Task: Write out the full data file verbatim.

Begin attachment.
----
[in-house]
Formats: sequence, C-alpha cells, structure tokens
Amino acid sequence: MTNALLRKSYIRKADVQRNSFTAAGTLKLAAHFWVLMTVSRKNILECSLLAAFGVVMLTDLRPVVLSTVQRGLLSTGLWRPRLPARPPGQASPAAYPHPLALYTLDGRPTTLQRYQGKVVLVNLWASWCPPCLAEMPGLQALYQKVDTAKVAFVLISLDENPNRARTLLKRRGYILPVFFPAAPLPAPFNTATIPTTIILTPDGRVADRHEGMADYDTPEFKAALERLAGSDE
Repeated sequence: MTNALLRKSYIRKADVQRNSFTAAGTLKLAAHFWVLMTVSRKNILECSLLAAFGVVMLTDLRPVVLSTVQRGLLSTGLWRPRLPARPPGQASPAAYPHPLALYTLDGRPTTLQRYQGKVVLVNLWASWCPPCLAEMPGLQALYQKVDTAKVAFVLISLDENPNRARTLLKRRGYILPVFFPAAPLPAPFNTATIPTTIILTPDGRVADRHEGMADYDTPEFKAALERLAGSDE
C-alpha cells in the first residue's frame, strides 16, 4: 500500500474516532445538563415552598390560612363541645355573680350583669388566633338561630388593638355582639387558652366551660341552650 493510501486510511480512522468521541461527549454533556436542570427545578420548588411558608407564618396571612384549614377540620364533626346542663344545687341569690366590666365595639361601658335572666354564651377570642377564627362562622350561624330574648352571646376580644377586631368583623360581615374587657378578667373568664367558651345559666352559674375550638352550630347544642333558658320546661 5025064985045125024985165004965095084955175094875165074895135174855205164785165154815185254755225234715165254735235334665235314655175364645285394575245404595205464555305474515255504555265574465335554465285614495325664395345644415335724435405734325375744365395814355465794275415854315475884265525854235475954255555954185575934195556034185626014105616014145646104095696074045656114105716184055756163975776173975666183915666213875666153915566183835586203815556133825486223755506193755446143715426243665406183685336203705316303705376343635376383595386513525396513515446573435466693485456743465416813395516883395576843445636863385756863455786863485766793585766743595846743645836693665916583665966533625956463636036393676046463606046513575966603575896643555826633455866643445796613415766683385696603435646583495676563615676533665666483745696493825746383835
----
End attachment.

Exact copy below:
[in-house]
Formats: sequence, C-alpha cells, structure tokens
Amino acid sequence: MTNALLRKSYIRKADVQRNSFTAAGTLKLAAHFWVLMTVSRKNILECSLLAAFGVVMLTDLRPVVLSTVQRGLLSTGLWRPRLPARPPGQASPAAYPHPLALYTLDGRPTTLQRYQGKVVLVNLWASWCPPCLAEMPGLQALYQKVDTAKVAFVLISLDENPNRARTLLKRRGYILPVFFPAAPLPAPFNTATIPTTIILTPDGRVADRHEGMADYDTPEFKAALERLAGSDE
Repeated sequence: MTNALLRKSYIRKADVQRNSFTAAGTLKLAAHFWVLMTVSRKNILECSLLAAFGVVMLTDLRPVVLSTVQRGLLSTGLWRPRLPARPPGQASPAAYPHPLALYTLDGRPTTLQRYQGKVVLVNLWASWCPPCLAEMPGLQALYQKVDTAKVAFVLISLDENPNRARTLLKRRGYILPVFFPAAPLPAPFNTATIPTTIILTPDGRVADRHEGMADYDTPEFKAALERLAGSDE
C-alpha cells in the first residue's frame, strides 16, 4: 500500500474516532445538563415552598390560612363541645355573680350583669388566633338561630388593638355582639387558652366551660341552650 493510501486510511480512522468521541461527549454533556436542570427545578420548588411558608407564618396571612384549614377540620364533626346542663344545687341569690366590666365595639361601658335572666354564651377570642377564627362562622350561624330574648352571646376580644377586631368583623360581615374587657378578667373568664367558651345559666352559674375550638352550630347544642333558658320546661 5025064985045125024985165004965095084955175094875165074895135174855205164785165154815185254755225234715165254735235334665235314655175364645285394575245404595205464555305474515255504555265574465335554465285614495325664395345644415335724435405734325375744365395814355465794275415854315475884265525854235475954255555954185575934195556034185626014105616014145646104095696074045656114105716184055756163975776173975666183915666213875666153915566183835586203815556133825486223755506193755446143715426243665406183685336203705316303705376343635376383595386513525396513515446573435466693485456743465416813395516883395576843445636863385756863455786863485766793585766743595846743645836693665916583665966533625956463636036393676046463606046513575966603575896643555826633455866643445796613415766683385696603435646583495676563615676533665666483745696493825746383835